MOSCOW — “A rainbow pin on your coat or hat could get you arrested,” says Polina Savchenko, a prominent Russian LGBT activist who warns against the display of anything related to gay pride at the 2014 Winter Olympic Games in Sochi, Russia.
Savchenko is one of several LGBT activists who say Russia’s repressive atmosphere has been emboldened by a recent onslaught of anti-gay laws that thousands of Olympic athletes, supporters, and fans will face when attending the Winter Olympics, and are urging a boycott of the games.
Activists point to an increasingly hostile stance on LGBT issues by both the powerful Russian Orthodox Church and the adversarial policies by the government of Russian President Vladimir Putin, and say the International Olympic Committee — the governing body of the games — is not going far enough to ensure the protection of the LGBT Olympians.
At issue is a bill that stigmatizes Russia’s LGBT community and bans the distribution of “homosexual propaganda.” The measure was approved by the Russian Parliament in a 436-0 vote earlier this month and is scheduled to pass through a final reading this week. Russian President Vladimir Putin has indicated he will sign it into law immediately.
The bill would make public events and dissemination of information about the LGBT community punishable by arrest and fines of up to $16,000. Similar laws already exist in St. Petersburg and nine other Russian Oblasts (regions).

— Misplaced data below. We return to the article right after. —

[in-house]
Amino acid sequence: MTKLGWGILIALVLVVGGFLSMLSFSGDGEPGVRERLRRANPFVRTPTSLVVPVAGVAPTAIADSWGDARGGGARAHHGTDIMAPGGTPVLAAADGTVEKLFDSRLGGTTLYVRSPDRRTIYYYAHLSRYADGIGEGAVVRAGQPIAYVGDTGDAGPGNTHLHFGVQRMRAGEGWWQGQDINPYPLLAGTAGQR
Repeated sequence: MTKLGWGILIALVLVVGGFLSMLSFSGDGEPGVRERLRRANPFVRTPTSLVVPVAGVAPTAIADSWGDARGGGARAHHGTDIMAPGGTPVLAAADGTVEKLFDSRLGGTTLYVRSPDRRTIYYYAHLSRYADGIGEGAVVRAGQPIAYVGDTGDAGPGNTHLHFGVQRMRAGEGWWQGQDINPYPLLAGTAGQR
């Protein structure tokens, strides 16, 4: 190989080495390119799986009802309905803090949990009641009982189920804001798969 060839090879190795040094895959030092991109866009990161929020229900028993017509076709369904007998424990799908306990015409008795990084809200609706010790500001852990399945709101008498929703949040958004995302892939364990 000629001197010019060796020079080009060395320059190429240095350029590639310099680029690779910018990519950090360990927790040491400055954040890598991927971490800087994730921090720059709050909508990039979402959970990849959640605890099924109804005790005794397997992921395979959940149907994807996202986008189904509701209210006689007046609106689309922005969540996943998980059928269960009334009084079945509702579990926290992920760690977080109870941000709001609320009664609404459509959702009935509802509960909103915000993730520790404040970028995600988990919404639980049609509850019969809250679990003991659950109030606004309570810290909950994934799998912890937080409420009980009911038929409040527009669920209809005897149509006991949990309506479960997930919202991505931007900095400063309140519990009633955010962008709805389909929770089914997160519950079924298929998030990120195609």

The IOC says it has a “long commitment to non-discrimination against those taking part in the Olympic Games,” and that “all orientations will be welcome at the Games,” but activists say those ideals are not shared by the Russian community, and are urging a boycott of the Winter Games.
“LGBT people in Russia are scared, they live in fear, and we want people to be aware of this issue. If they feel strongly about human rights they should boycott the Olympics in Sochi,” said Nina Long, co-president of RUSA LGBT, a Russian-speaking LGBT organization based in New York.
“We really want the LGBT community to know it’s unsafe to travel there,” she said.
Last week, New York-based Human Rights Watch, an international non-governmental human rights advocacy organization, stepped into the fray and demanded the IOC issue its own public statement and communicate directly with the Russian authorities about the government’s human rights and Olympic commitments.
“We also urge you to press the authorities to state publicly that, as Olympic Host, Russia will ensure, without distinction, the safety and the freedom of expression and association of all athletes, coaches, fans, and others who will attend the Sochi Games.”
In 2012, the Russian government said it would ban Olympic committee from having a “Pride House” for LGBT athletes, although similar Pride Houses were at the 2010 winter games in Vancouver, and the 2012 summer games in London.
Boris Nemtsov, a former Russian deputy prime minister-turned-Kremlin critic, said he does not foresee any changes in the official Russian attitude toward the LGBT community, but said he doubts that strict “enforcement” of the expected “homosexual Propaganda” law would occur at the Games in the face of almost certain outcry and denouncement by the international community.
Still, he cautioned, the Putin government likely will not tolerate any protests or displays of conduct that would violate Russian law, hinting that those would did so may find themselves being expelled as undesirable from the country.